version. I don't know if it's available in many stores, but it can be ordered from Cadaco through thecompany's website,
. Allen always claimed he created his game for boys aged9 to 12, boys who were avid baseball fans. He was bothamused and frustrated when All-Star Baseballdeveloped a cult following among those who played thegame as boys in the 1940s and ‘50s, then continued toplay it as adults in the 1960s and beyond. Allenconsidered these people odd. I know, because he toldme so – several times. More on that later.
Okay, what is it?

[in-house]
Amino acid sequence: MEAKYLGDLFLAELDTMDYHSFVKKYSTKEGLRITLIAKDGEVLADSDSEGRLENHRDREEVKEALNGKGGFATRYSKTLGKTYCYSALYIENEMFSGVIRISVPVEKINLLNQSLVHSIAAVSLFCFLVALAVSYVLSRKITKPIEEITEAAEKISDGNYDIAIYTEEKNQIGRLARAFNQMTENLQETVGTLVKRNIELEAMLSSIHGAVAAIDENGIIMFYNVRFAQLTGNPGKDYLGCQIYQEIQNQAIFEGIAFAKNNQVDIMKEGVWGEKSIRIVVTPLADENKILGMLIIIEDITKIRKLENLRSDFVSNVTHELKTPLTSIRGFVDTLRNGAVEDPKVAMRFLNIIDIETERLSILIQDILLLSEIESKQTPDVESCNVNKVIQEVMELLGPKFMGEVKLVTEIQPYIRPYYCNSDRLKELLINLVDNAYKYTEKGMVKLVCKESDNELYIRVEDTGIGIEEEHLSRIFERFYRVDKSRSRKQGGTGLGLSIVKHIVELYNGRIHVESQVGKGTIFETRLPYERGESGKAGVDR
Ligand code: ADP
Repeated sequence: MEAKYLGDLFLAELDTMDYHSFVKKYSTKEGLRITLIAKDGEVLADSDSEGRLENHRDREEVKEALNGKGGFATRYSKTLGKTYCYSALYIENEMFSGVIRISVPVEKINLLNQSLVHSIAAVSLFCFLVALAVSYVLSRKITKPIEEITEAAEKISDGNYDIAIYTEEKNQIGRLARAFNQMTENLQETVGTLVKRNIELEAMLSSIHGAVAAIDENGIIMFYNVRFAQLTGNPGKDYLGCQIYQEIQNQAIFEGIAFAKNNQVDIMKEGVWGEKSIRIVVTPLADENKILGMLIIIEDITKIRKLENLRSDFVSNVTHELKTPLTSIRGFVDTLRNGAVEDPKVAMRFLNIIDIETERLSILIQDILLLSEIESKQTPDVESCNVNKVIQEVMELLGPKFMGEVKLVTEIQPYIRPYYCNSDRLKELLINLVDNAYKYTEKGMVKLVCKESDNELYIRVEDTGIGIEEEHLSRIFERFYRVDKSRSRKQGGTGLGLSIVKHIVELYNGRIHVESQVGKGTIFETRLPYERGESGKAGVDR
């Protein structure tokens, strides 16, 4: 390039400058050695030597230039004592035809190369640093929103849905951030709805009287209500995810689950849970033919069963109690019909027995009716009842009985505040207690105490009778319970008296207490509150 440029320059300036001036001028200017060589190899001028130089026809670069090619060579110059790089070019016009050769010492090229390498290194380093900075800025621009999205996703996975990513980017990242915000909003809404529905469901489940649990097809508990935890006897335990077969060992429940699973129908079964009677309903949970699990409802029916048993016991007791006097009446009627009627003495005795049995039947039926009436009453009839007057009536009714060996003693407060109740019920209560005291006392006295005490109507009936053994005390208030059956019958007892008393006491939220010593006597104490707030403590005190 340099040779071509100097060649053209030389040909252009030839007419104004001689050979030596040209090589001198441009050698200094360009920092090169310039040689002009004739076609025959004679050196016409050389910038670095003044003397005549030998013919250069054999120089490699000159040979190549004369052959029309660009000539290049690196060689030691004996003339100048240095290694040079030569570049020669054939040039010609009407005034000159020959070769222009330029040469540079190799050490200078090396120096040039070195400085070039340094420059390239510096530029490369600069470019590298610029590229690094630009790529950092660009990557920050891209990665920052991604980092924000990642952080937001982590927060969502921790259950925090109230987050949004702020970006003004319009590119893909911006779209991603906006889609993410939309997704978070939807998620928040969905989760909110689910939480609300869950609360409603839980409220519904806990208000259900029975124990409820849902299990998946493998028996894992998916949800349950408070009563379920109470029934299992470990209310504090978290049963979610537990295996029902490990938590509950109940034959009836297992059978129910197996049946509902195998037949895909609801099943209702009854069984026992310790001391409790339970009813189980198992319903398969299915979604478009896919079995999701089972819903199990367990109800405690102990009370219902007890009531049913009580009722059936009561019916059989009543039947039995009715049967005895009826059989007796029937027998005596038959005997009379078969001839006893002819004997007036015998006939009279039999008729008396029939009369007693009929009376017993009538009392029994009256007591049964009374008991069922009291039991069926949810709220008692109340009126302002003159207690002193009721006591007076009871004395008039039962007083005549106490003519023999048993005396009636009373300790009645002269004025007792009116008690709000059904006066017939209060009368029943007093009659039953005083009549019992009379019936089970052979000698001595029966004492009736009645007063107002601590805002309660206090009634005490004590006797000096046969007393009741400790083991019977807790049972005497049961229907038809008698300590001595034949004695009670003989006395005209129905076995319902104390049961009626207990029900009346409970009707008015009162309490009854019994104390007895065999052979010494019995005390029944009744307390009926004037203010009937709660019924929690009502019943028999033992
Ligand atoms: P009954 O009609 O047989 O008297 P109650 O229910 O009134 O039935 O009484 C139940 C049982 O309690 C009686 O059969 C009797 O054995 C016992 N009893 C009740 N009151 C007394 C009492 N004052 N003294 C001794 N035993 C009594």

The game was conceived in 1933 when Allen was withthe St. Louis Cardinals. Always analytical about baseball, Allen came up with an idea for a game afterhe broke down hitting statistics into several categoriesand created pie-chart representations of theperformances of several major league players. He putthose pie charts on paper discs about 3.5 inches indiameter. The discs were cut out in the middle to fitover a spinner, creating what you might call BaseballRoulette. Flick that spinner over a disc and the result would tell you what the player did in one at-bat. There were 14 possibilities, from striking out to hitting ahome run. (There are sample discs elsewhere on thispage. You'll notice none is cut out in the middle because Cadaco soon improved the spinner, mountingit on a plastic sleeve into which the discs could beslipped.)If you played a season’s worth of games, each player’sstatistics would approximate those he had generatedon the field.The focal point on most discs was the space alloted forcategory number 1 – the home run. Everybody loves aslugger, and those who played Allen’s first gameprobably chose Joe DiMaggio for their team earlier